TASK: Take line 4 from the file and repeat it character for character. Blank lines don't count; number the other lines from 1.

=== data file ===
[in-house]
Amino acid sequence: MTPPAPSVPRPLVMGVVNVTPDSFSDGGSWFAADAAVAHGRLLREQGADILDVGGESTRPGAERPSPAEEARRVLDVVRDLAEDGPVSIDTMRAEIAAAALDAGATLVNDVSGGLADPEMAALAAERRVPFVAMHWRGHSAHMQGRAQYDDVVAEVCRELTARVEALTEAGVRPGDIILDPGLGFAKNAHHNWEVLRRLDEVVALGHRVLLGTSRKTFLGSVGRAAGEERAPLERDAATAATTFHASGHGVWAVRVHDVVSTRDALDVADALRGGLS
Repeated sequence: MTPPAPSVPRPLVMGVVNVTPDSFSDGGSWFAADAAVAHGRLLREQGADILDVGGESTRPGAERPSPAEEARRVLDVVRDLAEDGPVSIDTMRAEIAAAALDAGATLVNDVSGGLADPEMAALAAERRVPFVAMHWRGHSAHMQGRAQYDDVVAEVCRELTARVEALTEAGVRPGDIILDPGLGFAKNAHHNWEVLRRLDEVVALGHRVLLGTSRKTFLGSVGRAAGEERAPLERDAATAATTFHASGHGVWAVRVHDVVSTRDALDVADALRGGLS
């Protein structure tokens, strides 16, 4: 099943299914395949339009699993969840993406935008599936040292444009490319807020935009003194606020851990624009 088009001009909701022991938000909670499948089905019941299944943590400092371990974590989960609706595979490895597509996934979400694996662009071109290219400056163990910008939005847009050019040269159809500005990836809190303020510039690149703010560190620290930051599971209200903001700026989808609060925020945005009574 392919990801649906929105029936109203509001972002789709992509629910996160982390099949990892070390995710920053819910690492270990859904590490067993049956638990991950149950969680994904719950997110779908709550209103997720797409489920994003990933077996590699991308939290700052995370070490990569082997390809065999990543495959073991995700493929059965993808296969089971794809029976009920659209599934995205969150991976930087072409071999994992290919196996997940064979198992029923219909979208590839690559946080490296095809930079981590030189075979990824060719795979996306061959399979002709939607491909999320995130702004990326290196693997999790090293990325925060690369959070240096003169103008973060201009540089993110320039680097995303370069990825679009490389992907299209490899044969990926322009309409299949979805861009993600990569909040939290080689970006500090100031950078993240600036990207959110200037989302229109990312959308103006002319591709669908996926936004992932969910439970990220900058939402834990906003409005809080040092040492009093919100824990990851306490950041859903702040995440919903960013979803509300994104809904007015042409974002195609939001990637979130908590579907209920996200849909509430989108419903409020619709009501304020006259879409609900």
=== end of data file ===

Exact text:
């Protein structure tokens, strides 16, 4: 099943299914395949339009699993969840993406935008599936040292444009490319807020935009003194606020851990624009 088009001009909701022991938000909670499948089905019941299944943590400092371990974590989960609706595979490895597509996934979400694996662009071109290219400056163990910008939005847009050019040269159809500005990836809190303020510039690149703010560190620290930051599971209200903001700026989808609060925020945005009574 392919990801649906929105029936109203509001972002789709992509629910996160982390099949990892070390995710920053819910690492270990859904590490067993049956638990991950149950969680994904719950997110779908709550209103997720797409489920994003990933077996590699991308939290700052995370070490990569082997390809065999990543495959073991995700493929059965993808296969089971794809029976009920659209599934995205969150991976930087072409071999994992290919196996997940064979198992029923219909979208590839690559946080490296095809930079981590030189075979990824060719795979996306061959399979002709939607491909999320995130702004990326290196693997999790090293990325925060690369959070240096003169103008973060201009540089993110320039680097995303370069990825679009490389992907299209490899044969990926322009309409299949979805861009993600990569909040939290080689970006500090100031950078993240600036990207959110200037989302229109990312959308103006002319591709669908996926936004992932969910439970990220900058939402834990906003409005809080040092040492009093919100824990990851306490950041859903702040995440919903960013979803509300994104809904007015042409974002195609939001990637979130908590579907209920996200849909509430989108419903409020619709009501304020006259879409609900």